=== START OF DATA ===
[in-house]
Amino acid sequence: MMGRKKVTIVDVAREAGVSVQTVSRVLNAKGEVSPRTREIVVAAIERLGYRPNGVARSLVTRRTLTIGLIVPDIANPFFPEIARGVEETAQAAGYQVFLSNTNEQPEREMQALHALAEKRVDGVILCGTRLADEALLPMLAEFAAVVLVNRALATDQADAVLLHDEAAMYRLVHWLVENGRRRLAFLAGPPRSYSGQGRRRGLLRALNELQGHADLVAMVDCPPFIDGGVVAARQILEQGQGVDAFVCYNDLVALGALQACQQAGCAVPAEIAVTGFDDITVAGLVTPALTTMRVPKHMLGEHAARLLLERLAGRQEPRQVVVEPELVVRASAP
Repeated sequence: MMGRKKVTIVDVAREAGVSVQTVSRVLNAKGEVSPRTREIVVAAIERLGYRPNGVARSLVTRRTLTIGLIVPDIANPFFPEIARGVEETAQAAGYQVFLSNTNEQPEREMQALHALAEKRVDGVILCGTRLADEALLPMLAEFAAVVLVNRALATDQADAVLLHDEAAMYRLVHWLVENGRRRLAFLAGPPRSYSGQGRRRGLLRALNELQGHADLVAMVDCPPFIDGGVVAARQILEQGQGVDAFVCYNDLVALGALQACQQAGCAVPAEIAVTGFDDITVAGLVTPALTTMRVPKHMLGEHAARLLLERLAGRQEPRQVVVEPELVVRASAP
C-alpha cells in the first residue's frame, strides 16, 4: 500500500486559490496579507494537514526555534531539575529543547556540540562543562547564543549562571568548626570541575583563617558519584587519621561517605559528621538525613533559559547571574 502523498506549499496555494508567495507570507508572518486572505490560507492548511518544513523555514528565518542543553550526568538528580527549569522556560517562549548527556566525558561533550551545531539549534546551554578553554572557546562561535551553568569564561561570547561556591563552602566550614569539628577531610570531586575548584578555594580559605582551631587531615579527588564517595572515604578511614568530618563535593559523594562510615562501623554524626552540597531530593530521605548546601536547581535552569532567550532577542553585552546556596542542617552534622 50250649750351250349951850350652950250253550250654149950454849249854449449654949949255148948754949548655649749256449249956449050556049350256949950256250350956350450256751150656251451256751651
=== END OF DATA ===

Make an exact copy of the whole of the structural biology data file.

[in-house]
Amino acid sequence: MMGRKKVTIVDVAREAGVSVQTVSRVLNAKGEVSPRTREIVVAAIERLGYRPNGVARSLVTRRTLTIGLIVPDIANPFFPEIARGVEETAQAAGYQVFLSNTNEQPEREMQALHALAEKRVDGVILCGTRLADEALLPMLAEFAAVVLVNRALATDQADAVLLHDEAAMYRLVHWLVENGRRRLAFLAGPPRSYSGQGRRRGLLRALNELQGHADLVAMVDCPPFIDGGVVAARQILEQGQGVDAFVCYNDLVALGALQACQQAGCAVPAEIAVTGFDDITVAGLVTPALTTMRVPKHMLGEHAARLLLERLAGRQEPRQVVVEPELVVRASAP
Repeated sequence: MMGRKKVTIVDVAREAGVSVQTVSRVLNAKGEVSPRTREIVVAAIERLGYRPNGVARSLVTRRTLTIGLIVPDIANPFFPEIARGVEETAQAAGYQVFLSNTNEQPEREMQALHALAEKRVDGVILCGTRLADEALLPMLAEFAAVVLVNRALATDQADAVLLHDEAAMYRLVHWLVENGRRRLAFLAGPPRSYSGQGRRRGLLRALNELQGHADLVAMVDCPPFIDGGVVAARQILEQGQGVDAFVCYNDLVALGALQACQQAGCAVPAEIAVTGFDDITVAGLVTPALTTMRVPKHMLGEHAARLLLERLAGRQEPRQVVVEPELVVRASAP
C-alpha cells in the first residue's frame, strides 16, 4: 500500500486559490496579507494537514526555534531539575529543547556540540562543562547564543549562571568548626570541575583563617558519584587519621561517605559528621538525613533559559547571574 502523498506549499496555494508567495507570507508572518486572505490560507492548511518544513523555514528565518542543553550526568538528580527549569522556560517562549548527556566525558561533550551545531539549534546551554578553554572557546562561535551553568569564561561570547561556591563552602566550614569539628577531610570531586575548584578555594580559605582551631587531615579527588564517595572515604578511614568530618563535593559523594562510615562501623554524626552540597531530593530521605548546601536547581535552569532567550532577542553585552546556596542542617552534622 50250649750351250349951850350652950250253550250654149950454849249854449449654949949255148948754949548655649749256449249956449050556049350256949950256250350956350450256751150656251451256751651